Purpose: To compare low-dose (30 Gy) radiotherapy (RT) with observation (OBS) in limited-stage aggressive lymphoma patients achieving complete remission (CR) after chemotherapy, and to measure conversion from partial response (PR) to CR with high-dose (40 Gy) RT. Patients and Methods: From 1984 to 1992, stage I (with risk factors) and II adults with diffuse aggressive lymphoma in CR after eight cycles of cyclophosphamide, doxorubicin, vincristine, and prednisone (CHOP) were randomly assigned to 30 Gy involved-field RT or OBS. PR patients received 40 Gy RT. Results: Among 172 CR patients, the 6-year disease-free survival (DFS) was 73% for low-dose RT versus 56% for OBS (two-sided P = .05). Failure-free survival (two-sided P = .06), and time to progression (two-sided P = .06) also favored RT. Intent-to-treat analyses yielded similar results. No survival differences were observed. Three RT versus 15 OBS patients relapsed in initial disease sites. At 6 years, failure-free survival was 63% in PR patients; conversion to CR did not significantly influence clinical outcome. Conclusion: For patients in CR after CHOP, low-dose RT prolonged DFS and provided local control, but no survival benefit was observed. The majority of PR patients were event-free at 6 years despite residual radiographic abnormalities. Future efforts should be directed toward improved imaging and more effective systemic therapies.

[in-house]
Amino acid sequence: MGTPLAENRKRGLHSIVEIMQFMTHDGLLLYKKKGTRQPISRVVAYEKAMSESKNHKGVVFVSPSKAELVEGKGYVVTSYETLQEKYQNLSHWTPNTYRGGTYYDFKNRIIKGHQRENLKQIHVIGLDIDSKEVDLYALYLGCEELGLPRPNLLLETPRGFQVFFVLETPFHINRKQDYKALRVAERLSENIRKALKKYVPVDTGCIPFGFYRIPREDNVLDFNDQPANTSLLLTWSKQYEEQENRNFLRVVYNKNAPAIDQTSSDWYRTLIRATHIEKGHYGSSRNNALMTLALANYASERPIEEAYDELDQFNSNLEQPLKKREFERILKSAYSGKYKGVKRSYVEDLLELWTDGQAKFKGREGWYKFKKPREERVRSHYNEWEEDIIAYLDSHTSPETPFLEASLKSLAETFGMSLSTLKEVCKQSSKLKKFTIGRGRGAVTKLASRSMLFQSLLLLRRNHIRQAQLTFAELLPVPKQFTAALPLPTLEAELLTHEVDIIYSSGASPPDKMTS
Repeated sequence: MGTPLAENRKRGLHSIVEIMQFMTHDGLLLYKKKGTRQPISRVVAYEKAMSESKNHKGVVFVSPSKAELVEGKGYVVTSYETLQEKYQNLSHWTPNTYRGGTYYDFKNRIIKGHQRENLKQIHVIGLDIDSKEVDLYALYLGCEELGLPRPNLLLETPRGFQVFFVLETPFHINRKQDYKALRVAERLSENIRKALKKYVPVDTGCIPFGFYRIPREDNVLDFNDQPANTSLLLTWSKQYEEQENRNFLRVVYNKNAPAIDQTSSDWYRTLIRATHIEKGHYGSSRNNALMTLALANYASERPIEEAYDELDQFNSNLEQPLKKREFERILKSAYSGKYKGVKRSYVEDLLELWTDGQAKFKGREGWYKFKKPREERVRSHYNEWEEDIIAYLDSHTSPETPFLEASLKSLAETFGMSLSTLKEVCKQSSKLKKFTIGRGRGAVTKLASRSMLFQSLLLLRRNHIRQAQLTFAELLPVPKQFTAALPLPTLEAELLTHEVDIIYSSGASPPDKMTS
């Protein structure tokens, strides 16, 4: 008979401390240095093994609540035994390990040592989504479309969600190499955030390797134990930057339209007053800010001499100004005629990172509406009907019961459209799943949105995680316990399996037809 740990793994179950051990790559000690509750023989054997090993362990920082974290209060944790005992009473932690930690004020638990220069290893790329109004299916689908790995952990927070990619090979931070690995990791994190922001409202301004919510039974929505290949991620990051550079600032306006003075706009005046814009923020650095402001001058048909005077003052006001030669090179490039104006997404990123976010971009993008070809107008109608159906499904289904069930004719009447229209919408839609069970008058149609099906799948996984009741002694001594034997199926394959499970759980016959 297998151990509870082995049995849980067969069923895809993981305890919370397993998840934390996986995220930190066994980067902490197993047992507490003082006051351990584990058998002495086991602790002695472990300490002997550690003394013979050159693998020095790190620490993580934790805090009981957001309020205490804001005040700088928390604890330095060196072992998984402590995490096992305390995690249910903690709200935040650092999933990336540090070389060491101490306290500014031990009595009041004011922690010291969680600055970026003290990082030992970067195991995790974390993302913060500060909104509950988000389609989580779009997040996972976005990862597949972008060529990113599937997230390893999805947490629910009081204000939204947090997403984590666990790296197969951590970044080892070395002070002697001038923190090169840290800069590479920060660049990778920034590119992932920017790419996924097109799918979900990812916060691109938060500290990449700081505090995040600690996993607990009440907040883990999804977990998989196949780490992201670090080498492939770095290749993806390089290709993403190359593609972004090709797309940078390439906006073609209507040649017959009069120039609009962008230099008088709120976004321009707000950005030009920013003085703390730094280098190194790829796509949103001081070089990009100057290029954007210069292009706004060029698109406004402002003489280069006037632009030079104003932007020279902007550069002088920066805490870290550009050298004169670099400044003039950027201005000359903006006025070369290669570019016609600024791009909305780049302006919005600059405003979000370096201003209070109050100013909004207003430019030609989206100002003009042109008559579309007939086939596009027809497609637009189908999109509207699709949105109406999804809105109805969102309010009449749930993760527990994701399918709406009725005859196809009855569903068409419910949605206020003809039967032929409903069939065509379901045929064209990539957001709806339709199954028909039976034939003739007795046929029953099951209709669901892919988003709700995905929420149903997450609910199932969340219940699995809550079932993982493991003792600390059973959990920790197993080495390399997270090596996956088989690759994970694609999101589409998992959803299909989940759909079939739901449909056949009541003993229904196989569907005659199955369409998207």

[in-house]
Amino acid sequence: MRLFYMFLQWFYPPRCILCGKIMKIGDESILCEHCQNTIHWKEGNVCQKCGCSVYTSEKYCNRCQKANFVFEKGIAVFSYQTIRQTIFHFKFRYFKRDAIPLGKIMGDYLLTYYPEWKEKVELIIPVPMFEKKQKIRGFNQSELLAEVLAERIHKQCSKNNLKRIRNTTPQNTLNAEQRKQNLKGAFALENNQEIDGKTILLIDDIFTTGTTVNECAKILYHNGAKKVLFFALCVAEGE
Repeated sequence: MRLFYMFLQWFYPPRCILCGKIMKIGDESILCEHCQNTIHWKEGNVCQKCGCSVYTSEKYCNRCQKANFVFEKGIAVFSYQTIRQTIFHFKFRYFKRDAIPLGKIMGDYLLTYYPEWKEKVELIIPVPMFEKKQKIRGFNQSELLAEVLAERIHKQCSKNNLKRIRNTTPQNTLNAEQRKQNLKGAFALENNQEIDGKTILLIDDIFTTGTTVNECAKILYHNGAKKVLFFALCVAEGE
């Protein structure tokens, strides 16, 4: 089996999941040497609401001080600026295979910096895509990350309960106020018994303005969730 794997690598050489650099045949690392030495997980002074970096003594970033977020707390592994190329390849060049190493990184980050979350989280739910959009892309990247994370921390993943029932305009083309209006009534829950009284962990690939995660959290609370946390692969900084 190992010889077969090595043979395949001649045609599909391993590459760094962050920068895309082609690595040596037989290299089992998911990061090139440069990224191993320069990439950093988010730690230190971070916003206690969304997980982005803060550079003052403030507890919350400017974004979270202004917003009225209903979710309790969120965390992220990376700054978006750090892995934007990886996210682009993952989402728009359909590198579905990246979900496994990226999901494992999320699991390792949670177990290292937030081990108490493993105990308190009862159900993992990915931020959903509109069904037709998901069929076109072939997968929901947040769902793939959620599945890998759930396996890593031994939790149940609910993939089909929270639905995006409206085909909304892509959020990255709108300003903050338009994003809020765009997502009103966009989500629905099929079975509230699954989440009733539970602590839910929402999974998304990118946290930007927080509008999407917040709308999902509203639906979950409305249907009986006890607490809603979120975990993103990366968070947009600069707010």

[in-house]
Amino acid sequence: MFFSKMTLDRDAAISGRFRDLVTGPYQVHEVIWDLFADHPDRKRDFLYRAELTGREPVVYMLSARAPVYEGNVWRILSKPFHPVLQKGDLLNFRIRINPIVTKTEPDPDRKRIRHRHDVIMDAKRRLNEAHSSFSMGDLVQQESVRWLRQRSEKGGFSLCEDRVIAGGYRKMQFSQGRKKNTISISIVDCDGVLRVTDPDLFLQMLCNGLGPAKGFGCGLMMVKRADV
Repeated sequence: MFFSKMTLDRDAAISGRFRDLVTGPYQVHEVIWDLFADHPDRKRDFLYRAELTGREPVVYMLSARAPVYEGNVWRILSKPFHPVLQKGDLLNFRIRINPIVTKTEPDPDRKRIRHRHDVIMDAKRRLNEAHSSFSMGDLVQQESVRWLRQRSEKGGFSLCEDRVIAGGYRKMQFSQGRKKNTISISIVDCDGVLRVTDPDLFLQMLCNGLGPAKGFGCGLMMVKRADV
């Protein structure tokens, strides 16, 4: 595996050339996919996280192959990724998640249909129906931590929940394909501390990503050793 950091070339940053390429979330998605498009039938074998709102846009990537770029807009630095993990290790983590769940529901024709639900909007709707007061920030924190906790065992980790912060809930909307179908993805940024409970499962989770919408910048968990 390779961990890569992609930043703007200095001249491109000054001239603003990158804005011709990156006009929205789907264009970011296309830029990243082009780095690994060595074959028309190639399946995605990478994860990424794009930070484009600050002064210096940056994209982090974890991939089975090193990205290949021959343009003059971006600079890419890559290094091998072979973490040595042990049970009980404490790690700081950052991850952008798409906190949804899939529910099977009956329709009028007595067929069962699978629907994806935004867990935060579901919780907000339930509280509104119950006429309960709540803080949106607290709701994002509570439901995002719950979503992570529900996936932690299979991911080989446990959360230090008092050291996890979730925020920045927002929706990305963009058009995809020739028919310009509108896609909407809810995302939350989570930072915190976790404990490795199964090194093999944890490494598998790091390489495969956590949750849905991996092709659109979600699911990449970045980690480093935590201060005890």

ASJC Scopus subject areas
- Cancer Research